Kilpatrick: Identifying our successors is the first step. We’ve done that and communicated it. The next step, which we are not nearly as far along with, is identifying their successors. That’s important so we begin to free up their time to work less “in the company” and more “on the company.” We already involve them in strategic planning and are working them into our business relationships with our surety, insurance, banking and other professional relationships.
Alafat: What are your plans to continue developing your current and future leaders on the team and in the organization?
Kilpatrick: We have a group of young leaders that meets on a regular basis and tackles a list of initiatives that it brainstormed and the management committee has endorsed. The younger members of the management committee are coaching this group.
We also use the FMI Leadership Institute as a resource to send one or two future leaders to each year. The alums of the Institute will meet occasionally to revisit their takeaways and share stories of their personal leadership journeys.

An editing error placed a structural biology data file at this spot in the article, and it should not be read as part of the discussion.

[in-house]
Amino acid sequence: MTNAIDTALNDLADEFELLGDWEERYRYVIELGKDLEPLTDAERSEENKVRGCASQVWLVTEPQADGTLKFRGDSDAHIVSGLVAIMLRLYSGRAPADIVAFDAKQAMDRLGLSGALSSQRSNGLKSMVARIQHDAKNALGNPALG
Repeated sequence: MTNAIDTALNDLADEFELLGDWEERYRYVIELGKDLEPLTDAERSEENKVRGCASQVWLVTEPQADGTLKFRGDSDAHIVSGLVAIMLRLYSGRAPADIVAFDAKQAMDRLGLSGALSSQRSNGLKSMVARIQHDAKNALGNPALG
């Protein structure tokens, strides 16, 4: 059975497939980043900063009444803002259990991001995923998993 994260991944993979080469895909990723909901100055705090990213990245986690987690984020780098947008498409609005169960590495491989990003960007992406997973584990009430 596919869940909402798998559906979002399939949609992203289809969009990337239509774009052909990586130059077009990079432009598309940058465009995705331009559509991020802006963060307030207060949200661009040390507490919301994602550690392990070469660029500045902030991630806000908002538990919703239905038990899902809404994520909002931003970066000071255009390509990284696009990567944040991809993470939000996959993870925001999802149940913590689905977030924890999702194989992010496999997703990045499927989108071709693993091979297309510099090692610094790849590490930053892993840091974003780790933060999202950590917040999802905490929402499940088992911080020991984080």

Alafat: What final advice can you give our readers as they think about building a strong leadership team?
Kilpatrick: This leadership stuff is the hardest but most satisfying work you will do.
The success of Fortis Construction is the result of a team that has established a solid foundation of trust among the leaders. Having worked alongside each other prior to forming the company, they have confidence in each other’s abilities, work ethic and core values. During the years, they have carefully added team members who are aligned with their core ideology and core values. As they grow, more resources and energy are invested in making sure that everyone is aligned with the core ideology and core values. Like most companies that have experienced success and rapid growth, they are stepping up to meet the challenges of growing their leadership pipeline, without sacrificing those things that have made them successful.
Tom Alafat is a principal with FMI Corporation. He can be reached at 303.398.7209 or via email at email@example.com.